Doctors sat in a meeting discussing plans

How can the NHS develop effective health economy plans?

The scale of the challenges facing the NHS in England is laid bare in the recently published planning guidance from NHS England. Given the impact of Covid-19, health systems will look to work in new and broader collaborative ways as they reestablish planned services to get back to pre-March 2020 levels and above.

Accepting that each provider is unique in its delivery, the government is asking acute trusts and their systems to source support and draw up collaborative ‘battleplans’ to restore elective services, planning for the highest levels of throughput taking into account activity, workforce, and money to achieve best value.

In response, the Government has allocated funding through the Elective Recovery Fund (ERF) providing £1bn of extra funding for planned services over the next 6 months aimed to improve patient access to the right care. This is not only a welcome boost to the patients who have been patiently, but anxiously, waiting for their treatment but for the many hospital managers tasked with restoring their own non-Covid services with questions of how to pay for the increase needed in activity. For Acute providers to access this financial aid, they need to show evidence that they are addressing the longest waits first as well as other ‘gateway criteria’.

The expectation is that activity is set against a baseline value of all elective activity delivered in 2019/20.

From April 1, 2021 this will be set at 70%, rising by five percentage points in subsequent months to 85% from July 2021. This means that Service Providers will need to quickly develop their plans to increase their elective capacity in order to access funding as early as possible, as well as ensuring they can scale rapidly and safely.

The message from NHS England is loud and clear, and that is ‘the money is there’ and they want NHS providers to quickly move into action and develop their plans, unique to their own health economy.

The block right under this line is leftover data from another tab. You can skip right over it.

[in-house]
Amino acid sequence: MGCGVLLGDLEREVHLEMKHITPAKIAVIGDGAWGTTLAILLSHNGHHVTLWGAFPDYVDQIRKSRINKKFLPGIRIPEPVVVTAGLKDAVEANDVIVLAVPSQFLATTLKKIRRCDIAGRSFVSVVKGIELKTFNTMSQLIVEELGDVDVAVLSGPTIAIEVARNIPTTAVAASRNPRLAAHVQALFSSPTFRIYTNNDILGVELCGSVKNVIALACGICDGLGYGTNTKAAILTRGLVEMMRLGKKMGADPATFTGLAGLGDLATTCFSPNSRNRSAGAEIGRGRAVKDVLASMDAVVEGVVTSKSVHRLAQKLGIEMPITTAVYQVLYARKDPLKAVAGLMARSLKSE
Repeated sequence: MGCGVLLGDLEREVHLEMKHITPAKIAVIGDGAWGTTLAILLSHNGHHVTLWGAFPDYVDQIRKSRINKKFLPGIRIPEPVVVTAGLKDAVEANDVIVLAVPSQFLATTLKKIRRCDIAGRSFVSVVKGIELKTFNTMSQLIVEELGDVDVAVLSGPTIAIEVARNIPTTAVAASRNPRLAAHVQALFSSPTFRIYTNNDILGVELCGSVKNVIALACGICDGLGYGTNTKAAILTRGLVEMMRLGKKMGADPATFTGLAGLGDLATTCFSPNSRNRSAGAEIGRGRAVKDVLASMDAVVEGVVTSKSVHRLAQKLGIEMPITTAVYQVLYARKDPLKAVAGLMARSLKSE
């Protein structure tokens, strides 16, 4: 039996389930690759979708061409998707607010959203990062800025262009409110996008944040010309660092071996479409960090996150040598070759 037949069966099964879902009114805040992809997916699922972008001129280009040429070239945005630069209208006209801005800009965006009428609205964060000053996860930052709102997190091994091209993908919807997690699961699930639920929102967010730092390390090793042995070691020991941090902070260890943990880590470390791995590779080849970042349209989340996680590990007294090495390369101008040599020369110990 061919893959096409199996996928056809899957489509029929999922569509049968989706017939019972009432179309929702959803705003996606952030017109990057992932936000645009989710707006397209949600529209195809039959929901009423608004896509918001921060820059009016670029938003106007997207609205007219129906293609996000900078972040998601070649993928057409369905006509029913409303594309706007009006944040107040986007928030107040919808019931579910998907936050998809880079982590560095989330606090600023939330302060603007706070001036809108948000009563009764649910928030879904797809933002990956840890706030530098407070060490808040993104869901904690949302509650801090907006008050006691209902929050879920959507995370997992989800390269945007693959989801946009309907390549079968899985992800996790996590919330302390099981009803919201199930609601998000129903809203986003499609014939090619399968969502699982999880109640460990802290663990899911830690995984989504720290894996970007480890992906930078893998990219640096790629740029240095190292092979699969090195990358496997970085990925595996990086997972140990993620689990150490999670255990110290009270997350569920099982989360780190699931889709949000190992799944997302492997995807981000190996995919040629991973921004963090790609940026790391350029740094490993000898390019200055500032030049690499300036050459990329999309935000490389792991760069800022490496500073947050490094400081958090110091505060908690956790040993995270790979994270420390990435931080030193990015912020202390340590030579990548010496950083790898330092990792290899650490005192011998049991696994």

Help from the independent sector will be vital, but most importantly, it must be the right choice of partner who can work in a bespoke and focused manor, across multiple specialties as needed, providing the activity, with the right workforce and offering value for money.

Medical professional pointing something in a meeting

More traditional forms of support, such as outsourcing to the independent sector hospital, often takes several months to mobilise and lacks the integration, joint governance, and transparency of insourcing such as in the services delivered by Medinet. A jointly designed service that complements existing patient pathways will ensure speed of mobilisation and ramp; key to delivering the additional care needed quickly, but not at the cost of quality and safety.

Medinet has already gained experience in working in this way across London during the pandemic. We have successfully seen and treated over 30,000 patients since the last few weeks of 2020, with expert clinical teams in many different specialities, extending local services into a true 7-day elective care model.

We have developed unique plans with each of our unique NHS Partners, recognising that each partner has different priorities, and each waiting list is different – whether this is the patient cohort or otherwise. All our services have been jointly designed, based on need, to meet the required activity level, and flexing this to meet emerging needs.